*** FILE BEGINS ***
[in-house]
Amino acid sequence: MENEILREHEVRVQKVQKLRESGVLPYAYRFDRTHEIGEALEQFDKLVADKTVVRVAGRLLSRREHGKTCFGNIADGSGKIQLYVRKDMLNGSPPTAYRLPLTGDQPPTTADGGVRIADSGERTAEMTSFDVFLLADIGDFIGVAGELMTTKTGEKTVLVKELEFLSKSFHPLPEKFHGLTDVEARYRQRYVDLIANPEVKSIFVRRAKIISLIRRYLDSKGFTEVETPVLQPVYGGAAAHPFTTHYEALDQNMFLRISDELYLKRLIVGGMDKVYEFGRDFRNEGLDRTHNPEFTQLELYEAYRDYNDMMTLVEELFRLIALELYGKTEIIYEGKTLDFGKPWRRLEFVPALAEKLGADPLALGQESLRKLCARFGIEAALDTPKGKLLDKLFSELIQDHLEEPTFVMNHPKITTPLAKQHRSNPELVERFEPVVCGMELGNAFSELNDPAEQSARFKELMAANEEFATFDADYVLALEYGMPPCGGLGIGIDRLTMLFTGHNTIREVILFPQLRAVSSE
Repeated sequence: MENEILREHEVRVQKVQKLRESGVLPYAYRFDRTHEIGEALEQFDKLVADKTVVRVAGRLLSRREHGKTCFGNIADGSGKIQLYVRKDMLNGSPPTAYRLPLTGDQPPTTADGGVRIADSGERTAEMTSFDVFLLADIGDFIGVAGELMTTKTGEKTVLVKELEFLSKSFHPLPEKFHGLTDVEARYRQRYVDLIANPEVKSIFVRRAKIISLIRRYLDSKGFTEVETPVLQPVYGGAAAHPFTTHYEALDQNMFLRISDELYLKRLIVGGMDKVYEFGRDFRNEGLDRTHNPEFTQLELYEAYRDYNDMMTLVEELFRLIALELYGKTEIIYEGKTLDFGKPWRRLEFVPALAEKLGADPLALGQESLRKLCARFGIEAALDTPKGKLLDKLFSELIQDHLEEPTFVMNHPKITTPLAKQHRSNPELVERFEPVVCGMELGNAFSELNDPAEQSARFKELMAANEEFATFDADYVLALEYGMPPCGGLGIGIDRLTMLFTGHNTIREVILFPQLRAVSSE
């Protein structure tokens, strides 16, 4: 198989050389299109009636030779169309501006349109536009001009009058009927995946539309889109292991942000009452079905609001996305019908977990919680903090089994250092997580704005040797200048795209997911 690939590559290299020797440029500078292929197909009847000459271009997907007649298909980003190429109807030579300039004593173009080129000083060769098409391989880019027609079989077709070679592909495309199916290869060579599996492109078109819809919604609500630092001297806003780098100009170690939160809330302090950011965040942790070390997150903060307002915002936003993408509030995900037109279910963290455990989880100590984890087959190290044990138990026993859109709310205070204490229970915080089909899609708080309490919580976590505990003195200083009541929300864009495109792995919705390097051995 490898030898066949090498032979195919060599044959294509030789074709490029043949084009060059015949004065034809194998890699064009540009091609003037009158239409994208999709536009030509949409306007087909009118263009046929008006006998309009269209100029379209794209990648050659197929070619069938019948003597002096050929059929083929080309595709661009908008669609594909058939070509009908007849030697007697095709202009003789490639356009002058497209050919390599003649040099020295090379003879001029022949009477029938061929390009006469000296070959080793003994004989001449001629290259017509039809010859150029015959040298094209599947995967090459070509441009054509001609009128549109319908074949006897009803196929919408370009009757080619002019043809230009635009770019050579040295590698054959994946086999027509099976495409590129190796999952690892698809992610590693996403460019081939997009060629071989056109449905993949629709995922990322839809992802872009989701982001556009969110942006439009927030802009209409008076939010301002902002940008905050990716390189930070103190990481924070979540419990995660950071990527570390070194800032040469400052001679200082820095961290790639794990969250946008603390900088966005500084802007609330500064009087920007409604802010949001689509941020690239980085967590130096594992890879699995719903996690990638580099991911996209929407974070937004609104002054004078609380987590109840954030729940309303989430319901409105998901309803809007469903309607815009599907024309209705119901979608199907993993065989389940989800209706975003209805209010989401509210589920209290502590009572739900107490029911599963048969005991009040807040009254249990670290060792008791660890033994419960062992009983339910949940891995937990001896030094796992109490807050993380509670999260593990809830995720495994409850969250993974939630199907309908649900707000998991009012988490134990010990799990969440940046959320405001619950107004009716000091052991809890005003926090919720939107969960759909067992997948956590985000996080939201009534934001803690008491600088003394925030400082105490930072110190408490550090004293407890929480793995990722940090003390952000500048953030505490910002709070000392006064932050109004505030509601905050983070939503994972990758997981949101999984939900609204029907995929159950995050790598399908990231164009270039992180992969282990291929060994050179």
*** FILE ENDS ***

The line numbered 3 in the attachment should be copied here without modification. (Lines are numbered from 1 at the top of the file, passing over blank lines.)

Repeated sequence: MENEILREHEVRVQKVQKLRESGVLPYAYRFDRTHEIGEALEQFDKLVADKTVVRVAGRLLSRREHGKTCFGNIADGSGKIQLYVRKDMLNGSPPTAYRLPLTGDQPPTTADGGVRIADSGERTAEMTSFDVFLLADIGDFIGVAGELMTTKTGEKTVLVKELEFLSKSFHPLPEKFHGLTDVEARYRQRYVDLIANPEVKSIFVRRAKIISLIRRYLDSKGFTEVETPVLQPVYGGAAAHPFTTHYEALDQNMFLRISDELYLKRLIVGGMDKVYEFGRDFRNEGLDRTHNPEFTQLELYEAYRDYNDMMTLVEELFRLIALELYGKTEIIYEGKTLDFGKPWRRLEFVPALAEKLGADPLALGQESLRKLCARFGIEAALDTPKGKLLDKLFSELIQDHLEEPTFVMNHPKITTPLAKQHRSNPELVERFEPVVCGMELGNAFSELNDPAEQSARFKELMAANEEFATFDADYVLALEYGMPPCGGLGIGIDRLTMLFTGHNTIREVILFPQLRAVSSE